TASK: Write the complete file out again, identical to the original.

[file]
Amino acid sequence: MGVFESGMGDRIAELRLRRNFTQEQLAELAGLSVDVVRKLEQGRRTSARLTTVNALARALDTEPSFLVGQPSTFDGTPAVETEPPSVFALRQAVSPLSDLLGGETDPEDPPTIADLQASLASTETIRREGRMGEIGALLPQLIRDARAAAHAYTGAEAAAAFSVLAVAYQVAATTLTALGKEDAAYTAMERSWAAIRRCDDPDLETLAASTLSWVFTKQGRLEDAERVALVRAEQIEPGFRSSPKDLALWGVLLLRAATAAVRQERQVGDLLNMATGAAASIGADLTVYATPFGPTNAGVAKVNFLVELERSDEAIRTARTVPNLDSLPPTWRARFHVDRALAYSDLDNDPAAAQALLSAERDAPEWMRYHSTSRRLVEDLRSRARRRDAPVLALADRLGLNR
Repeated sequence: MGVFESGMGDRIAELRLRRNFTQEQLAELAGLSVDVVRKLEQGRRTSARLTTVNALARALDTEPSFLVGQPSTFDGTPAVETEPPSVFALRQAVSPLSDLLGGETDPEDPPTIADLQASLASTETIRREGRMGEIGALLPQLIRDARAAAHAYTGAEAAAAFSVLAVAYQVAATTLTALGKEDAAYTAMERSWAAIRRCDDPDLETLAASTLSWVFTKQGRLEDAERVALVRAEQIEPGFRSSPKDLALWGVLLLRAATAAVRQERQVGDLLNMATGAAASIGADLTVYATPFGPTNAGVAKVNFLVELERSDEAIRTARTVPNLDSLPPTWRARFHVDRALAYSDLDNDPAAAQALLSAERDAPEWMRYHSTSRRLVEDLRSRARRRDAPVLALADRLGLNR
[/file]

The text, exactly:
Amino acid sequence: MGVFESGMGDRIAELRLRRNFTQEQLAELAGLSVDVVRKLEQGRRTSARLTTVNALARALDTEPSFLVGQPSTFDGTPAVETEPPSVFALRQAVSPLSDLLGGETDPEDPPTIADLQASLASTETIRREGRMGEIGALLPQLIRDARAAAHAYTGAEAAAAFSVLAVAYQVAATTLTALGKEDAAYTAMERSWAAIRRCDDPDLETLAASTLSWVFTKQGRLEDAERVALVRAEQIEPGFRSSPKDLALWGVLLLRAATAAVRQERQVGDLLNMATGAAASIGADLTVYATPFGPTNAGVAKVNFLVELERSDEAIRTARTVPNLDSLPPTWRARFHVDRALAYSDLDNDPAAAQALLSAERDAPEWMRYHSTSRRLVEDLRSRARRRDAPVLALADRLGLNR
Repeated sequence: MGVFESGMGDRIAELRLRRNFTQEQLAELAGLSVDVVRKLEQGRRTSARLTTVNALARALDTEPSFLVGQPSTFDGTPAVETEPPSVFALRQAVSPLSDLLGGETDPEDPPTIADLQASLASTETIRREGRMGEIGALLPQLIRDARAAAHAYTGAEAAAAFSVLAVAYQVAATTLTALGKEDAAYTAMERSWAAIRRCDDPDLETLAASTLSWVFTKQGRLEDAERVALVRAEQIEPGFRSSPKDLALWGVLLLRAATAAVRQERQVGDLLNMATGAAASIGADLTVYATPFGPTNAGVAKVNFLVELERSDEAIRTARTVPNLDSLPPTWRARFHVDRALAYSDLDNDPAAAQALLSAERDAPEWMRYHSTSRRLVEDLRSRARRRDAPVLALADRLGLNR